Now that our 384 solar panels have had their first trip around the sun, Quintin Russ explained to NZNOG how it all came together and how well the numbers stack up.
If you’re running a power-hungry business and you have a bit of flat-ish real estate that faces the sky, you’ve probably wondered whether it would make sense to go solar. The environmental reasons are obvious. And if, like us, you value the chance to add a new source of power then the arguments in favour keep stacking up.
It can be financially appealing, too. But, as our Technical Director Quintin Russ explained to the annual conference of the New Zealand Network Operators Group (NZNOG) last week, every case is different. Here’s how it’s all worked out for us.
Quintin presenting to the New Zealand Network Operators Group (NZNOG) conference, in person and online
Our first solar year by the numbers
There are 384 panels on top of our two buildings, making for a system size of 142kWp. Each building has its own ICP (installation control point), and consequently its own inverter. We didn’t add any battery storage to the system because our datacentre constantly draws power. Anything we generate we either use or export.
In its first year this solar installation produced about 184,000 kilowatt hours (kWh) of electricity. This was only slightly short of the 190,000kWh that our installers, Trilect Solar, had estimated. It’s good to know that we were using sound numbers when we worked out the likely return on our investment.
Installation in progress
On the environmental side, Trilect estimates that each year we’ll offset 24,000 tonnes of atmospheric CO2. There are more details in their SiteHost case study.
We can run almost entirely off-grid on a clear day. When Auckland was at its sunniest, in January, we even exported a little bit of power.
As Quintin told NZNOG, “the case for solar stacks up a lot better if you use every kilowatt-hour that you generate”. When we export power, only about one-third of its total value accrues to us. To put this another way, we can either be our own generator, transmission company, distributor and retailer; or we can be someone else’s generator.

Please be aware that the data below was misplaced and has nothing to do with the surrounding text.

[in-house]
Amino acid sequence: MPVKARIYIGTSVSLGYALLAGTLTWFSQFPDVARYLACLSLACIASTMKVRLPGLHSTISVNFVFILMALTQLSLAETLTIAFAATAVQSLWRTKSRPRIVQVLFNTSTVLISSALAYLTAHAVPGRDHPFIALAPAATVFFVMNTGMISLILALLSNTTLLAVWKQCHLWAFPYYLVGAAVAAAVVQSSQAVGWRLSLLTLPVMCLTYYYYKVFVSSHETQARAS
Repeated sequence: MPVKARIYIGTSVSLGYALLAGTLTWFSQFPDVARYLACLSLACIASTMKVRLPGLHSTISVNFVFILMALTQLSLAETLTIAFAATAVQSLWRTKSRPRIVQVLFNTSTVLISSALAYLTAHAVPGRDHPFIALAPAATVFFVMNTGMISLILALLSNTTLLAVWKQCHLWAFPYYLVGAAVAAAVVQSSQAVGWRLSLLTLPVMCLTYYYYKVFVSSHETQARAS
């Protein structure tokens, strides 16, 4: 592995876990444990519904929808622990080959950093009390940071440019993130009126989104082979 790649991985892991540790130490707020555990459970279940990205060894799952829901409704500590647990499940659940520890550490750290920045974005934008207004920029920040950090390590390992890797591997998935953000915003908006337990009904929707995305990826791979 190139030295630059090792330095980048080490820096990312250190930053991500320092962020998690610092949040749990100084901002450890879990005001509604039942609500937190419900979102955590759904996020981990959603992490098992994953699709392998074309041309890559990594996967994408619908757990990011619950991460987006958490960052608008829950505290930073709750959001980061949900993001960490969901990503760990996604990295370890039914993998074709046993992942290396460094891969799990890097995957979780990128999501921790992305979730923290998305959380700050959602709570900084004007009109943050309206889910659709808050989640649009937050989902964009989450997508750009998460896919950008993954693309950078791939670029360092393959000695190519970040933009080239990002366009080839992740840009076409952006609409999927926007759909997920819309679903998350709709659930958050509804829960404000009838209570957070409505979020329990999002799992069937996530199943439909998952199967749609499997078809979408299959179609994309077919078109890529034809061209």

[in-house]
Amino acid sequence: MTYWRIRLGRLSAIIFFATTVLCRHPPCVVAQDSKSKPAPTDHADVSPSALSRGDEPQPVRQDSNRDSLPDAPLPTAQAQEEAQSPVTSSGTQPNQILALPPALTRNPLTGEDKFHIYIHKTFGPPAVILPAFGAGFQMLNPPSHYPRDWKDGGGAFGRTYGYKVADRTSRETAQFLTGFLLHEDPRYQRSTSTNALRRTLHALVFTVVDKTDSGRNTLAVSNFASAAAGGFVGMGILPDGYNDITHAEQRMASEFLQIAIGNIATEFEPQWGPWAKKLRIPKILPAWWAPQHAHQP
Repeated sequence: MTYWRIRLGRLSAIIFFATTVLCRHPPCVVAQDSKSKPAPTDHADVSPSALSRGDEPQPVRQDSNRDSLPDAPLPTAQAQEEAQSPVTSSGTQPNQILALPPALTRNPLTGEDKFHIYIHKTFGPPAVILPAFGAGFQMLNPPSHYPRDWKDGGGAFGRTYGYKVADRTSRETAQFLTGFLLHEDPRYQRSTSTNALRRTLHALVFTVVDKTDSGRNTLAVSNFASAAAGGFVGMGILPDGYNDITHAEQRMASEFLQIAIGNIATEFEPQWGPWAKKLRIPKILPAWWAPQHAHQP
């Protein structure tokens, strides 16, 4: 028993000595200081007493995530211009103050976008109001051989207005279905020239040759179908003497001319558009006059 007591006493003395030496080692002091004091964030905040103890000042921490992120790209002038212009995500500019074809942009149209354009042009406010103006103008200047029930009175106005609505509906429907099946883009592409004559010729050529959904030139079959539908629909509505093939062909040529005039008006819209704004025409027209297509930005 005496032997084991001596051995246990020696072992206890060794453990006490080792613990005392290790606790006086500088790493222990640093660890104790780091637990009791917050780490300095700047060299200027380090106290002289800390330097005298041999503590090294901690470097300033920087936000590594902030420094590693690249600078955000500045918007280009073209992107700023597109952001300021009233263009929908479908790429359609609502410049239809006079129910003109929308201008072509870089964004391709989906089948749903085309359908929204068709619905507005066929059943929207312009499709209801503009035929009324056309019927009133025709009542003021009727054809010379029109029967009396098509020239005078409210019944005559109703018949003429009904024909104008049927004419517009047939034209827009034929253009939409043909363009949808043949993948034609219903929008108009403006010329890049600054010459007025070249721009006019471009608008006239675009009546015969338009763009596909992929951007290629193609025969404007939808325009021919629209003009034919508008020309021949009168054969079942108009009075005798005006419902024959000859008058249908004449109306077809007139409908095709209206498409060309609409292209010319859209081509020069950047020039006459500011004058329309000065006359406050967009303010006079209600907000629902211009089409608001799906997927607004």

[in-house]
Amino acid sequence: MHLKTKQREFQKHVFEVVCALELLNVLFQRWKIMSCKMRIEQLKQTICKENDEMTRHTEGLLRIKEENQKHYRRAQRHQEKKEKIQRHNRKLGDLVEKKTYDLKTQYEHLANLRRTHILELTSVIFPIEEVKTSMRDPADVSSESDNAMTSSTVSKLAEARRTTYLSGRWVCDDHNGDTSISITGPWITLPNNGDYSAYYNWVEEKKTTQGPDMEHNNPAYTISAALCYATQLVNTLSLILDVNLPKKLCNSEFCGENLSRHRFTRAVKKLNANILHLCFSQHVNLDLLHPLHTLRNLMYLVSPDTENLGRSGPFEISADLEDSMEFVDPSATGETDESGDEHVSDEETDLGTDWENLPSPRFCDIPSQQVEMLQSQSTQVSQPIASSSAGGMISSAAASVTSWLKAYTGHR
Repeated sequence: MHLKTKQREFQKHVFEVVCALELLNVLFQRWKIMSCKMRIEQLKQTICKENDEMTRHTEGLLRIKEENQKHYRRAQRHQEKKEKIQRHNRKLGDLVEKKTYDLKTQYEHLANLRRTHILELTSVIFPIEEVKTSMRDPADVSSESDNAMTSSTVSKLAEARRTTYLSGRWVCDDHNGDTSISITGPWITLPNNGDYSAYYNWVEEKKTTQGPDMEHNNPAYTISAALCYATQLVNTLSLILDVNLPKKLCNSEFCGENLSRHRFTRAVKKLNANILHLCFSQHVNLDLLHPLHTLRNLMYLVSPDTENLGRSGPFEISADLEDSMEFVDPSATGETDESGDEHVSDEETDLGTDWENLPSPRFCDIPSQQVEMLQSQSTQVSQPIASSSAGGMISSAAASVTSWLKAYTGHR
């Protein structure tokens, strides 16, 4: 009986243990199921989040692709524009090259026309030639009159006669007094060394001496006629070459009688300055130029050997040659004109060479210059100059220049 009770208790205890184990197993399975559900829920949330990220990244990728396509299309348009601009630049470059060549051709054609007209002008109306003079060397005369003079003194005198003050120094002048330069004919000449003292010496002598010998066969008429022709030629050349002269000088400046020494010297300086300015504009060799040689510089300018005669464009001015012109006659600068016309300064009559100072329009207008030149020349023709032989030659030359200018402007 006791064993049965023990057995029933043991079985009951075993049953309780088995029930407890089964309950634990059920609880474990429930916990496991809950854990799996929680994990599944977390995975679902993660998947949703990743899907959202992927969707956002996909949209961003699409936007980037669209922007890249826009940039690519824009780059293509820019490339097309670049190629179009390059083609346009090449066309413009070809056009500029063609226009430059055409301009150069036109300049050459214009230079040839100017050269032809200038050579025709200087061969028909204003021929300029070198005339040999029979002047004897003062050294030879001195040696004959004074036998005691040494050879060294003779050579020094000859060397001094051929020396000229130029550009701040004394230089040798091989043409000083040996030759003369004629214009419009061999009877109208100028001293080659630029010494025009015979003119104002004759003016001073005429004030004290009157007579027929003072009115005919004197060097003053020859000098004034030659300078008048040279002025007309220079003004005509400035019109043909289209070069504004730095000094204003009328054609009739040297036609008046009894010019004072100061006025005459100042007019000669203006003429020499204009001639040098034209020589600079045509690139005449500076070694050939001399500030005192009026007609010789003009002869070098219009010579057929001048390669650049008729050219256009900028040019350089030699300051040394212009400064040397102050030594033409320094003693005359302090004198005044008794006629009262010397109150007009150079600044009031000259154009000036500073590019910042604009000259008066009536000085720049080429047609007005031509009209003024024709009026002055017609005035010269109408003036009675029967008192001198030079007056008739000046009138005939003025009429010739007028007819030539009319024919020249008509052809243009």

A breakdown of the average electricity bill shows 32% going on generation. Retail, distribution and transmission add 50.5% and GST a further 13%. Source: Electricity Authority
All up, our 12 months’ experience confirmed a lot of expectations. We can now confidently say that return on investment (ROI) is about 15%, so this installation will take around 7 years to pay for itself. That compares well to the system’s guarantees and warranties, which cover periods of 10-25 years. Because we’re using almost every kWh ourselves, the financial impact works out well. If we were storing power or exporting more, “the numbers shift quite dramatically”. Since our business is built on top of constant energy draw, the move to solar has been a good one.
How we got here
Quintin also covered our solar backstory, starting with our selection of Trilect Solar to work on our installation. He says, “they’re not paying me to say this, but Andrew and Pete did an amazing job.”
Pete, from Trilect Solar, unpacking solar panels in March 2021
As well as providing remarkably good estimates of the system’s performance, Trilect’s early advice included “about 15 different concepts for how we could lay out the panels” without affecting the air-conditioning and other bits and pieces that were already up there. They looked into other questions too, like whether the cost and complexity of angling the solar panels would pay off (answer: no). After getting everything planned out with Trilect we thought we were all good to go. There was just a quick engineering assessment to get done first.
Strength before power
Our solar ambitions hit an early snag when an engineering inspection found that one roof wasn’t as strong as we expected. The roof could keep out the rain just fine, and it was even good enough for the building to be rated well for earthquake-resistance, but it wasn’t up to the job of holding a small power plant. This gave us three options:
Strengthen the roof, which will add time and cost, but preserve the solar capacity we had expected.
Cover only 40% of the weaker roof in solar panels, saving money but generating less power.
Switch to lighter solar panels, which cost more.
In our particular case, option 2 (cutting the number of panels) weakened the business case. Option 1 (strengthen the roof) and option 3 (lighter solar panels) were both roughly cost-neutral. Since a roof lasts longer than solar panels do, we went with option 1. The wait was worth it.
Quintin’s talk was near the end of day one of NZNOG’s conference. It’s available on YouTube.
Many more good years to come
This is a long-term investment, and one that we are proud to have made. The carbon offset alone would arguably be enough of a benefit to justify the expense. But now we know that there are times when our data centre is powered purely by the sun, and that the entire system will pay for itself in seven years. We have confirmation that this is as good for business as we expected.
Even though the roof is full, there’s still plenty of room in our data centre. So if you want to discuss co-location or any other hosting options, we can definitely fit you in. Get in touch today.